UX Best Practices for User Retention

The most successful apps give us a reason to come back every day. We return to Facebook and Twitter every day because of the community social media fosters -- for better or worse. When you need to check your bank balance (which, admit it, is most of us daily), you visit the Chase app. But there are plenty of non-essential lifestyle apps we use regularly. What keeps us coming back to the apps we don’t need for survival?

A reported 77% of users stop using an app within the first three days after download. The ultimate goal of any mobile app is having an accessible and rewarding user experience. UX developers know that the best design excites the user or makes a difficult task easier, which is a key factor in retaining users. These best practices will turn your app from a one-time use download to lifestyle.

First Impressions

You want your app to make an impression, while not being too overwhelming. Creating a User Experience that finds a balance is critical. Make sure that the user onboarding is flawless and representative of the experience to come. Onboarding should be as seamless and friendly as possible. You want the user to feel like they are a trusted member of a community, not just another email for a newsletter.

Collecting consumer information during onboarding is a common business goal, but can be difficult. Be sure to set requirements on info fields that are absolutely essential, while allowing the user to skip as many steps as possible for info that is less valuable. If you need to send a verification code, do it over text, not email, to keep users engaged with your interface. Providing a user-friendly interface to eschew with this menial process quickly will give users a positive first impression.

From a design perspective, it is essential to give a brief tutorial that will show off your top design features while easing the user into the feedback loop of UX that you want to create. Give the option for a walkthrough with visual indicators of where to swipe or tap next. A systematic approach where each step answers a question the user may have from the one before. Make it visual. Users tend to withdraw when having to read a whole bunch of text in the first minutes of using a new app.

Create a Feedback Loop

Creating a loop is crucial and the key to keeping users hooked. What is the ultimate purpose of your app? What type of content lives on your app that users can’t live without? Using motion design can give your users the feedback needed to create such a loop.

If a user takes action, motion can be used to reinforce that action. In iOS when you tap and hold an app icon, the widgets become wobbly indicating a change in mode. This shows you can move the icons. The X in the upper-right hand corner of the widgets indicates these apps can be deleted; this is all communicated via motion design to provide visibility of system status.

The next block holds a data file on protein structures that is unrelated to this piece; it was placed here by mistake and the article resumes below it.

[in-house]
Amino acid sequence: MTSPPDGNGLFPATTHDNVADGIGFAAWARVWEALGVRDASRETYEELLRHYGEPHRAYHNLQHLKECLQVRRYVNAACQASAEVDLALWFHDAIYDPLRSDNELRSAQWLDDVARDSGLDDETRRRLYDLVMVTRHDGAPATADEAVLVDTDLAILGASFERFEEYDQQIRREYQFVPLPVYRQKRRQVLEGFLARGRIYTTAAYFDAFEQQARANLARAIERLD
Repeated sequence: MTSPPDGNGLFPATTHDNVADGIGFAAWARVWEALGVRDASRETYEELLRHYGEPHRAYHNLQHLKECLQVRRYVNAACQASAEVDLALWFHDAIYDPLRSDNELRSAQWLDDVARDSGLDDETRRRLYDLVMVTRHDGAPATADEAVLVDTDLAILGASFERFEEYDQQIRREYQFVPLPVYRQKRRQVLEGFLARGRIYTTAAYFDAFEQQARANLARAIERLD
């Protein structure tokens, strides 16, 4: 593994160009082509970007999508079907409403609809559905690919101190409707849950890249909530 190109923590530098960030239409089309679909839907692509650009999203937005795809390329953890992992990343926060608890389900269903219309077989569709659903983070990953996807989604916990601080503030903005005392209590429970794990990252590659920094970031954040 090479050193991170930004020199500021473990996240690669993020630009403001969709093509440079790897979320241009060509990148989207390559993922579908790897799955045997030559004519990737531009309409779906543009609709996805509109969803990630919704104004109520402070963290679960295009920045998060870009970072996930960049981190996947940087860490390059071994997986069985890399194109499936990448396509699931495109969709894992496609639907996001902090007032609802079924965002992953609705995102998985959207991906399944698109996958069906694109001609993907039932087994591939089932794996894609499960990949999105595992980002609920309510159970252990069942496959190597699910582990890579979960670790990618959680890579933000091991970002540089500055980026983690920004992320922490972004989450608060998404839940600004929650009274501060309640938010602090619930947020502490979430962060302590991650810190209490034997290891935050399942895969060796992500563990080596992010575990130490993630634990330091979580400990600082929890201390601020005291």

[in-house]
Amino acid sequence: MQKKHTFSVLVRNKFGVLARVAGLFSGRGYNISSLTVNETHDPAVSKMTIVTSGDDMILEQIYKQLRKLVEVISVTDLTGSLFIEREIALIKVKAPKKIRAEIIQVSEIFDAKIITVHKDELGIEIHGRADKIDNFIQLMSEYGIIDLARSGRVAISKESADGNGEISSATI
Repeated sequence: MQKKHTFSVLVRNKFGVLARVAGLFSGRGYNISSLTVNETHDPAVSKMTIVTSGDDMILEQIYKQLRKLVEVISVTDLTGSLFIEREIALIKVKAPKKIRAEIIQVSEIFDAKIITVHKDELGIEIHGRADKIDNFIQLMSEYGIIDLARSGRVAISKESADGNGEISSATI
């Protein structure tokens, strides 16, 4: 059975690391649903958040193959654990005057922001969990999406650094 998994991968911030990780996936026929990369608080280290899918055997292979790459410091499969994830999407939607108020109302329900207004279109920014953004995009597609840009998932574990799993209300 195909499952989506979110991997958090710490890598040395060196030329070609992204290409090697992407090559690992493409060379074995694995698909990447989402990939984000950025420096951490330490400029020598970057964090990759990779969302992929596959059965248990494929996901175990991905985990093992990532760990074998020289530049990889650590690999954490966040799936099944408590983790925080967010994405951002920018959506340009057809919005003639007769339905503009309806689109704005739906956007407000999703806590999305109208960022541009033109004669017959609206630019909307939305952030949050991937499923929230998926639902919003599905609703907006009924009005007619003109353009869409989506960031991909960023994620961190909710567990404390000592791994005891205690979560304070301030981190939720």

An excellent example of a negative feedback loop is Apple’s “horizontal shake”. You know, when you enter your password incorrectly on your iPhone and the popup window “shakes” back and forth. This gesture is instantly recognizable and gives the user an immediate understanding of the problem.

The user should know where they are within the app’s flow and how exactly they got there. Each step of the process should be crystal clear, from step A to step Z. Failure to create such a flow will result in a poor UX irritates the user, and will ultimately result in deletion of the app or lack of use.

Tweak or Redesign

While not every aspect of retaining users is UX dependent, there are good strategies to ensure continued growth. Unfortunately, there is no hard and fast rule to determine what needs fixing. Often when building an app from the ground up, it is a smart idea to begin with an MVP (minimum viable product). MVP is a strategy for gaining critical feedback in the early and most crucial stages of product development. The core concept is to get feedback with a stripped down version of your product that reflects the design and business philosophies you are to use.  

Minor tweaks are what it’s all about. Core tenants of your product, especially the ones that are working, must stay consistent. Often, designs that work well do not receive active user feedback; seamlessly integrated interaction design patterns feel natural and should be second nature. Users will let you know what’s not working for them. You just need to ask and listen.

Only implement design changes that do not interfere with the flow of your feedback loop. Users will complain about changes, but given time; users will adjust. Only implement a major redesign if you feel you do not have a sizable enough user base to leave. In extreme cases, it will fix your UX to undergo a complete rebranding in an attempt to soft-reboot your brand.  This approach doesn’t always bode well, but plenty of companies like Target, Harley-Davidson and even Apple have successfully rebranded.